At a meeting in Framingham last night, Senate President Spilka sent MassDOT a message that should be very much appreciated by the inner core commuters that I represent: Use all the creativity you can muster to reduce congestion and please come up with solutions soon — before you start construction on the MassPike viaduct.
MassDOT made clear that they hear that message and accept the challenge. MassDOT has been working for the past five years to design a project to replace the failing MassPike viaduct in Allston. The project will straighten the MassPike, improve capacity and make it safer. It will create opportunities to expand Worcester commuter rail service.
To accomplish all of that, the project will move the MassPike from the north side of the large abandoned rail yard in Allston to the south side of that rail yard. By so doing, it will also make roughly 100 acres of land, currently owned by Harvard University, available for development.
The project is spectacularly complicated, involving reconstruction not only of the MassPike, but also Soldiers Field Road and the Worcester railroad line. Over 200,000 commuters use these routes every day. The project team is just beginning to grapple with the challenge of how to stage construction so as to minimize the extent and duration of lane and track closures.
Senate President Spilka and other Metrowest legislators and advocates expressed great concern about potential closures and emphasized that congestion on the MassPike and throughout Metrowest is already unacceptable.
“There is no rush hour anymore” said one Framingham resident, observing that the MassPike is often congested all-day. From her perspective, “MetroWest has been taking the hits for years.” A project team member noted that the round-the-clock congestion makes it even harder to find times that construction crews can work without disrupting traffic.
Many of my constituents in Belmont, Watertown, and Boston would say the same about the roads they use. Metrowest and inner core commuters are demanding the same things — public transportation that works and an expansion of public transportation that works to reduce congestion.
The most promising approach to expanding regional transportation capacity may be to provide more frequent service on our regional rail network. More long distance commuters could use rail and more inner core commuters would have the option of using rail instead of transit.
Another concept that offers benefits for both long distance and inner core commuters is connecting Allston directly to Cambridge using the “Grand Junction” rail link that is currently only used for shifting trains between commuter lines.
But even rail improvements raise issues. One Framingham resident complained about the local congestion caused by the downtown grade-crossing on the Worcester line, saying “We have gridlock in downtown Framingham.” Others raised the lack of parking for commuters.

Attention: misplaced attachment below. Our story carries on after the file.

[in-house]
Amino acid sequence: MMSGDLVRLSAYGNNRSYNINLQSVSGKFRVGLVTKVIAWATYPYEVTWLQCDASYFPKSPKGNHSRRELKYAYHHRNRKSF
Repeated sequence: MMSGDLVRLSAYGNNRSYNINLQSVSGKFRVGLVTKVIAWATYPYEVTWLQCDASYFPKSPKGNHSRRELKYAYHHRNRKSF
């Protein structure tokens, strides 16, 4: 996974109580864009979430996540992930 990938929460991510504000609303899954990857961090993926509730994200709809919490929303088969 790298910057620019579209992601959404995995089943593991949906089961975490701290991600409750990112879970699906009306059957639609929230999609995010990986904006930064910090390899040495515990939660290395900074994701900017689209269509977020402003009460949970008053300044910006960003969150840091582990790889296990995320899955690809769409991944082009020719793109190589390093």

One respect in which the interests of inner core and Metrowest commuters may conflict is that more inner core stations on the Worcester line mean longer trips for people coming from further out. We have added two stops recently — Yawkey in Fenway and Boston Landing in Brighton. I am a strong advocate for the proposed West station to better serve Allston, but one Metrowest legislator expressed strong opposition to it, unless off-setting changes can be made to improve Worcester line express service.
A MassDOT team has been carefully studying what investments would be required to add more local and express service on each of our rail lines. That study should be complete before the end of this year.
The challenge will then be how to fund those rail investments. Senate President Spilka has already empaneled groups studying transportation and revenue. She has the funding challenge as a top priority both from her leadership perspective and from her local perspective representing Metrowest. This challenge is also a top priority for me.
Representing Metrowest, the Senate President is especially conscious of the unfairness of our current transportation financing structure which tolls commuters from the west on the MassPike but does not toll other commuters. She has made clear that it will not be acceptable to fund the $1.2 billion Allston project on the “already-loaded backs of the toll-payers.”
As a frequent Red Line rider I am constantly aware that many commuters have more immediate concerns: The unacceptable Red Line crowding and unreliability due to the signal damage caused by the recent derailment. That accident was a terrible blow both for MBTA management and for MBTA users. The recovery has been painfully slow, but my communications with MBTA management give me faith that they will recover and return to a path of service improvement on the Red Line.
I will continue to keep both short-run and long-run transportation improvement front and center in my legislative efforts.